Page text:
Cognitive impairment affects memory, concentration, and decision-making. Mild cognitive impairment can be more than the normal decline that comes with aging, but it is not as serious as dementia. Talk to your provider if you, your family, or friends have noticed that your mental abilities are not what they used to be.
Do I have cognitive impairment?
Forgetfulness and memory lapses are a normal sign of aging. With mild cognitive impairment, the symptoms may be worse. Talk to your primary care provider about your concerns. Here are some symptoms to look out for:
- You are forgetting things more often than you used to.
- You forget what you were just talking about or lose your train of thought during a conversation.
- You have problems following directions.
- There is loss of judgment or increased impulsive behavior.
- Your mood fluctuates.
- You act out of character.
- You have difficulty holding a conversation.
What are the risk factors?
- Increased age
- Brain injury
- High blood pressure, cholesterol, or other chronic conditions
How is cognitive impairment diagnosed?
Doctors may check your mental functioning through dementia testing, knowledge assessments and more to assess cognitive impairment. In addition, the following tests and screenings may be recommended:
Neurological tests of your reflexes, eye movement, and walking or balance
Blood tests for Vitamin B12 and thyroid function, which could point to causes of cognitive impairment
Mental status screening
Is there treatment for cognitive impairment?
If doctors can determine what the cause is, they may be able to treat the underlying reason for the impairment. Vitamin B12 deficiency, abnormal thyroid function, and depression all can lead to cognitive impairment, but it can be alleviated with treatment.
There are multiple stages of cognitive impairment, ranging from mild to severe. Someone may start out in the early stages with mild cognitive impairment and advance to more severe stages, or they may continue experiencing mild symptoms for a long period of time.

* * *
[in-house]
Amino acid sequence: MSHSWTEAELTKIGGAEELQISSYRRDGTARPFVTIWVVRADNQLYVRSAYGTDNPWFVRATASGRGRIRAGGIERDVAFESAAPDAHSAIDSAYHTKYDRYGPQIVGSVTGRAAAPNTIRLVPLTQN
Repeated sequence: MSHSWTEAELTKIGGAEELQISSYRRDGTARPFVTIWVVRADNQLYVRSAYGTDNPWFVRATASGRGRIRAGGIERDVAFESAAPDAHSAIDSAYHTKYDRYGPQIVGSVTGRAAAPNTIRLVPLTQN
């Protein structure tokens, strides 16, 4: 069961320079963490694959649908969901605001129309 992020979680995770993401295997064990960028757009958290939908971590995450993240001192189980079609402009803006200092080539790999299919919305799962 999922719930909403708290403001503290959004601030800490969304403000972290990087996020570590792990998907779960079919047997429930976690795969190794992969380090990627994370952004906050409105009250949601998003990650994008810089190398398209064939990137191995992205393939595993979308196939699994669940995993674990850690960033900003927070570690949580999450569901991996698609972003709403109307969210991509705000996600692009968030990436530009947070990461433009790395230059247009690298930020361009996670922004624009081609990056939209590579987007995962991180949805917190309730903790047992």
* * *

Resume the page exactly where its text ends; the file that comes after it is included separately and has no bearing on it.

Mild cognitive impairment: This is when the symptoms listed above are not extreme. A person may have a few of the symptoms listed above, but it is still possible for them to lead a normal, safe life.
Advanced cognitive impairment (dementia): This is when a person needs help communicating (talking or writing). People with severe cognitive impairment have multiple symptoms that are dramatic; they may need constant help with memory or be unable to understand what things mean anymore (how to turn off a stove, or what time to go to bed). It is no longer safe for a person with this stage of cognitive impairment to live alone.
People may also experience complications from having cognitive impairment. Those complications can include:
- Dementia or Alzheimer's disease
There is not much known yet about preventing cognitive impairment; however, there are things you can do to decrease your chances of developing it.
Exercise at least 3-5 times per week for 30-60 minutes.
Maintain a healthy diet.
Avoid smoking and heavy alcohol use.
Avoid activities that may cause a concussion or head injury.
Maintain healthy blood sugar levels.
Maintain healthy cholesterol.
Keep your brain active: do puzzles, play games, and engage with family, friends, and your community—whatever challenges your brain!